About 80 lecturers, academic-related and support staff at the University of Wales Swansea are facing redundancy as the institution tackles a projected deficit of up to Pounds 4 million next year.
The jobs threat has provoked a vote of no confidence in vice chancellor Robin Williams by the local branch of the Association of University Teachers. Members have also voted to ballot staff on a one-day protest strike followed by a rolling programme of strikes.
The proposed redundancies, some of which may have to be compulsory, were revealed in a worst-scenario strategy discussion document issued to heads of departments in late January. It revealed that some courses may also be in jeopardy.
Department heads are debating various options but time is relatively short as Professor Williams wants to see a new "stabilised" structure introduced by September and the start of the 1997/98 academic year.
Professor Williams has blamed Government failure to fund academic pay increases, specifically the 2.9 per cent award for 1996/97 and 2.9 per cent for 1997/98. Student under-recruitment resulted in the Higher Education Funding Council for Wales clawing back Pounds 800,000 million from Swansea in 1994/95.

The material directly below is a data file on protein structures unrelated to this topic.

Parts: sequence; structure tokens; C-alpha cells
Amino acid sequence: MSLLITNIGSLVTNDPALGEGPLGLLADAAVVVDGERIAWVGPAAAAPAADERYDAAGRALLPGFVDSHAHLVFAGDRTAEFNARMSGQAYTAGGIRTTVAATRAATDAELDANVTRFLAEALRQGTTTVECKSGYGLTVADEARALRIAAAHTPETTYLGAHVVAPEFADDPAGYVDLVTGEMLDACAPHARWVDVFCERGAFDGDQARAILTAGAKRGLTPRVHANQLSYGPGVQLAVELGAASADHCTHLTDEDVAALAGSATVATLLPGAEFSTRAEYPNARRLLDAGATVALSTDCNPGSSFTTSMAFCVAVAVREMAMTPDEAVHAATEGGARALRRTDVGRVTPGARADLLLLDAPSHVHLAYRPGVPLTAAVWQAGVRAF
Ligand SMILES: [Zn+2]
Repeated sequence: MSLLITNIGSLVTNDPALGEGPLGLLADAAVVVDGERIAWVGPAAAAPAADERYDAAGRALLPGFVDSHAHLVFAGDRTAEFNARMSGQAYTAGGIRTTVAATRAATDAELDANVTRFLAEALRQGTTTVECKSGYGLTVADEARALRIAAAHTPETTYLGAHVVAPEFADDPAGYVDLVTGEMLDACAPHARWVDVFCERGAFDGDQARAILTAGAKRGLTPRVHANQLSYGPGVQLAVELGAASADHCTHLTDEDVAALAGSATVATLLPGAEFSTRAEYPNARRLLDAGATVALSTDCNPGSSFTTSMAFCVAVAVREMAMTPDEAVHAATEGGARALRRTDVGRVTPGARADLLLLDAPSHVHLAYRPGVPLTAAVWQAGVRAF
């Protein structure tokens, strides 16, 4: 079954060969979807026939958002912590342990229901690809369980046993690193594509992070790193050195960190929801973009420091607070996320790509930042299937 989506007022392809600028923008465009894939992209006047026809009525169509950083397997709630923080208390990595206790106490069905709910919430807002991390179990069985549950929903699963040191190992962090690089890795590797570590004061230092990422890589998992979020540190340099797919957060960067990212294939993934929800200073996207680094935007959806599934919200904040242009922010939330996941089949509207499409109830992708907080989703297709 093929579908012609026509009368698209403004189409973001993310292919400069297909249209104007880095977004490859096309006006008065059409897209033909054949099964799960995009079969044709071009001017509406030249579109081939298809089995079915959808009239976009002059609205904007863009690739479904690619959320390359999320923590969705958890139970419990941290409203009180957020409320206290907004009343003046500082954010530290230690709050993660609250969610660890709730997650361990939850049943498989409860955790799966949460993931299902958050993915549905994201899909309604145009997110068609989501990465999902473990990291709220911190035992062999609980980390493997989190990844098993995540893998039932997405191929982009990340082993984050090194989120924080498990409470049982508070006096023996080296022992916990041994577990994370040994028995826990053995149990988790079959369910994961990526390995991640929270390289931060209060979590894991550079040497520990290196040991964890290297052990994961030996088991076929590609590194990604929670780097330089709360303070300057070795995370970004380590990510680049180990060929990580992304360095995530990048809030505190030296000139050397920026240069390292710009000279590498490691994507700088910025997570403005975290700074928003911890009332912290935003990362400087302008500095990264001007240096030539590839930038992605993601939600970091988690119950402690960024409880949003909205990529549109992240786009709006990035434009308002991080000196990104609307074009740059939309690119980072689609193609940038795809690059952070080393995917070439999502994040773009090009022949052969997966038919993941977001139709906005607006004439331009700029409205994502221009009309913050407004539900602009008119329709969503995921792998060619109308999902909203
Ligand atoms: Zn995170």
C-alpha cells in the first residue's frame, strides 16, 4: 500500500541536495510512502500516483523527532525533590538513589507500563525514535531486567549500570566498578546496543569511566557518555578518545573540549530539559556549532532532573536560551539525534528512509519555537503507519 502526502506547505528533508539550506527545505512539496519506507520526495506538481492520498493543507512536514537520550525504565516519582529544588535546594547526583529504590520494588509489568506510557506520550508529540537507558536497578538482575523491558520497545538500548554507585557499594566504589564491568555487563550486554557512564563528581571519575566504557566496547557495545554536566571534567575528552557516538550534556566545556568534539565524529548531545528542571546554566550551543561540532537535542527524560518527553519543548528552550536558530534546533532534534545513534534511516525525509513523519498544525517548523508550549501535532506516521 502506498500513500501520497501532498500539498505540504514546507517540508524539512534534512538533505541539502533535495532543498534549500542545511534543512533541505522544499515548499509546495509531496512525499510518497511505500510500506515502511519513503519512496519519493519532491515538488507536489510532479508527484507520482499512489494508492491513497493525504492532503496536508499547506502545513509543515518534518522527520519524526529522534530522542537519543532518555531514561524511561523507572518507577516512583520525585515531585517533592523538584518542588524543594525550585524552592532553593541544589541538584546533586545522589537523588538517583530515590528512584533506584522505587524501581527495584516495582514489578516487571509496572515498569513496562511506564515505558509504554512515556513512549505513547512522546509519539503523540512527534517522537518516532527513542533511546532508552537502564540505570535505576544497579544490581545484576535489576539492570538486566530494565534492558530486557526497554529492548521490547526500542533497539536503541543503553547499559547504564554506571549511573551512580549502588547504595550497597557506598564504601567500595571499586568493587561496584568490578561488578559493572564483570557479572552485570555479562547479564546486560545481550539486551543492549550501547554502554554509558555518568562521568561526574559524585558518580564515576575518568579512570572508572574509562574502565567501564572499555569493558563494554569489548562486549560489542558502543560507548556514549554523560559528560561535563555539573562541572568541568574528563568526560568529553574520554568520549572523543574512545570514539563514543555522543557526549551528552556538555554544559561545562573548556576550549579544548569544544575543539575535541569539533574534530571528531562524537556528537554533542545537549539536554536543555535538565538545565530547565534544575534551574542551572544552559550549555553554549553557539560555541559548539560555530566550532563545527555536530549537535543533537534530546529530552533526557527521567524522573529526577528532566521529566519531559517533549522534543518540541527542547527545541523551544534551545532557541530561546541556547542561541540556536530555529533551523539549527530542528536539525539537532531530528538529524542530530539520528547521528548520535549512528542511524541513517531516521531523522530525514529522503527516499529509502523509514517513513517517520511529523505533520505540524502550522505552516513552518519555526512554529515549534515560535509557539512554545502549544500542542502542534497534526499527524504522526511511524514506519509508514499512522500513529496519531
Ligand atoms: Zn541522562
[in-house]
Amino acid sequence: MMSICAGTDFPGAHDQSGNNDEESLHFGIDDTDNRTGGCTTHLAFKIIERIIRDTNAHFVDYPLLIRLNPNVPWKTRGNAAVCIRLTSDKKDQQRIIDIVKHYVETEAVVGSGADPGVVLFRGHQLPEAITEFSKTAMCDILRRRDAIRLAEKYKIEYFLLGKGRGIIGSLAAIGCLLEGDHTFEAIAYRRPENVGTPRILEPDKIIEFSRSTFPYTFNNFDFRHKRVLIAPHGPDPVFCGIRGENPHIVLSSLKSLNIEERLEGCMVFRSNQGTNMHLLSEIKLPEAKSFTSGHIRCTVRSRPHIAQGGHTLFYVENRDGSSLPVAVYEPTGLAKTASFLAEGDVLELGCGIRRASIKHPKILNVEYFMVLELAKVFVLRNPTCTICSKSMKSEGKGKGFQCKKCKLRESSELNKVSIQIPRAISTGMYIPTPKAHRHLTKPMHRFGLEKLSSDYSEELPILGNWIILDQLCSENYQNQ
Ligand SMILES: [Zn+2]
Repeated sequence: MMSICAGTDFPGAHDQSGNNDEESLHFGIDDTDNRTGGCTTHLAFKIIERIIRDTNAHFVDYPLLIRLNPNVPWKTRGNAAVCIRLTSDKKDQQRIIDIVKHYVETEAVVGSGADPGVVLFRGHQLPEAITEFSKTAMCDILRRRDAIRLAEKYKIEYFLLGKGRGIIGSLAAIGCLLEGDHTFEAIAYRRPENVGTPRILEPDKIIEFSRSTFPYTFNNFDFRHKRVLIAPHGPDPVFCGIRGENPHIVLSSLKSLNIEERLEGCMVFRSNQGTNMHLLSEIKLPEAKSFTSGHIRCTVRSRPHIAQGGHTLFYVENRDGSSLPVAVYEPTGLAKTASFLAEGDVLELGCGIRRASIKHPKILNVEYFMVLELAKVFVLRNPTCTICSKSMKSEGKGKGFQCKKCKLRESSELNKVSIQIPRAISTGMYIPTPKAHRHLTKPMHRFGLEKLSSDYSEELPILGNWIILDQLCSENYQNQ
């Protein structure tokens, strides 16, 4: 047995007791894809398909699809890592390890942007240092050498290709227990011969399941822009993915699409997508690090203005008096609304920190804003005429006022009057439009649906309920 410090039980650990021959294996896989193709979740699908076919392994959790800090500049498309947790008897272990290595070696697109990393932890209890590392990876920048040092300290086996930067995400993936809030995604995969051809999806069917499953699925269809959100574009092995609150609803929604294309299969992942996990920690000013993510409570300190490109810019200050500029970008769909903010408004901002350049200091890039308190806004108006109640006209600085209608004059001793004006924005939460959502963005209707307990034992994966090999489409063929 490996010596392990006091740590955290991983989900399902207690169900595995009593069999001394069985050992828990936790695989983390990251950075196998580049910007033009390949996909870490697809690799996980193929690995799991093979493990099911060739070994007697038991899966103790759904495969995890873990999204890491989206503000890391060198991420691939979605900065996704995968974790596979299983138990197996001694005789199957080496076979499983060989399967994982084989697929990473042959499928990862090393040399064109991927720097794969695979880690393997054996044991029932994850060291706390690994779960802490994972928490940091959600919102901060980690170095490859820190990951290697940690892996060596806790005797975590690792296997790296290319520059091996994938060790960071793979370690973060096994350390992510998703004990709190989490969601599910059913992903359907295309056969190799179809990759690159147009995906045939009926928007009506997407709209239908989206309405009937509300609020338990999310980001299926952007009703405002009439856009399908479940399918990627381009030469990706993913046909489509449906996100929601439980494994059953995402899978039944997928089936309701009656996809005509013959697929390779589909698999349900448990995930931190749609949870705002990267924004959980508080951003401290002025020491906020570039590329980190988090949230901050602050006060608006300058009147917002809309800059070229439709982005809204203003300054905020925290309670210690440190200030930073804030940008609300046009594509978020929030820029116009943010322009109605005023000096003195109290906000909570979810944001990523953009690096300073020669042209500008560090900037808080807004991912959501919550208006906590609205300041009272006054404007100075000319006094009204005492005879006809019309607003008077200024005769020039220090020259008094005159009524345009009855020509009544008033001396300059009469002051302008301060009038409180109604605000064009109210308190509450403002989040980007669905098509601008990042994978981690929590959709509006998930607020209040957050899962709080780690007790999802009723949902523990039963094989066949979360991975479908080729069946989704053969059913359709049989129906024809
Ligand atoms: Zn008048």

In addition, there have been cuts in capital funding for all Welsh institutions of 32 per cent for 1997/98 and 47 per cent in 1998/99. Swansea's research income is also set to fall by Pounds 2 million a year despite an improved performance in the research assessment exercise.
Professor Williams said: "I am the first to say that university staff deserve much better pay but the Government has not given higher education any further funding for pay increases and this makes balancing the books impossible without reducing the number of staff."
The AUT has also passed a resolution demanding Professor Williams withdraw the "malicious allegations" that lecturers' salary increases are to blame for the restructuring proposals. And it has called on the university council to adopt a policy of no compulsory redundancies.